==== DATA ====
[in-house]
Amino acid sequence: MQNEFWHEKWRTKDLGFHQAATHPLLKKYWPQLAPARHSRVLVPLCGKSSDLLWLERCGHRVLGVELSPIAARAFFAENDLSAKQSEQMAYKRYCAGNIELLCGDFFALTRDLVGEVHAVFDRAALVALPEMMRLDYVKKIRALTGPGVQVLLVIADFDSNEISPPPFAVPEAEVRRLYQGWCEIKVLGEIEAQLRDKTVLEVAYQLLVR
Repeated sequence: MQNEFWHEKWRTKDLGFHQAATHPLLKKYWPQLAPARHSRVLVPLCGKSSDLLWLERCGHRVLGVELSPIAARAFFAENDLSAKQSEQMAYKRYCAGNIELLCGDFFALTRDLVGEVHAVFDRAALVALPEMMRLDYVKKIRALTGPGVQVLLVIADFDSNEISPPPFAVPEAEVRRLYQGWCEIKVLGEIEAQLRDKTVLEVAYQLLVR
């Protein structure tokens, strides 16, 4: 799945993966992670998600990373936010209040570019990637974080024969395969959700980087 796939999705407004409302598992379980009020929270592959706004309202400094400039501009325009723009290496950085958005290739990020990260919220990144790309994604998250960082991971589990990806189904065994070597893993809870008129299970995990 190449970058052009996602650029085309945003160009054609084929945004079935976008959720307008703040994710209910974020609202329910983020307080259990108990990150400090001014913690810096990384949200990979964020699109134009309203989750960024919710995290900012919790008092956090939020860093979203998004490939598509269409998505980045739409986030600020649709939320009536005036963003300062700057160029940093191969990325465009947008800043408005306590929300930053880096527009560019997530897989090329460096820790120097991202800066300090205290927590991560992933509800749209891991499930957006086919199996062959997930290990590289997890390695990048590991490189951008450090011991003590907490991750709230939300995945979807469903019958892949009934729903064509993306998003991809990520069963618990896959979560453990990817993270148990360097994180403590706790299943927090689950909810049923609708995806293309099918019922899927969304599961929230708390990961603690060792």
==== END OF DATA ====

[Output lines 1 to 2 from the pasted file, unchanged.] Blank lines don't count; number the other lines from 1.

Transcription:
[in-house]
Amino acid sequence: MQNEFWHEKWRTKDLGFHQAATHPLLKKYWPQLAPARHSRVLVPLCGKSSDLLWLERCGHRVLGVELSPIAARAFFAENDLSAKQSEQMAYKRYCAGNIELLCGDFFALTRDLVGEVHAVFDRAALVALPEMMRLDYVKKIRALTGPGVQVLLVIADFDSNEISPPPFAVPEAEVRRLYQGWCEIKVLGEIEAQLRDKTVLEVAYQLLVR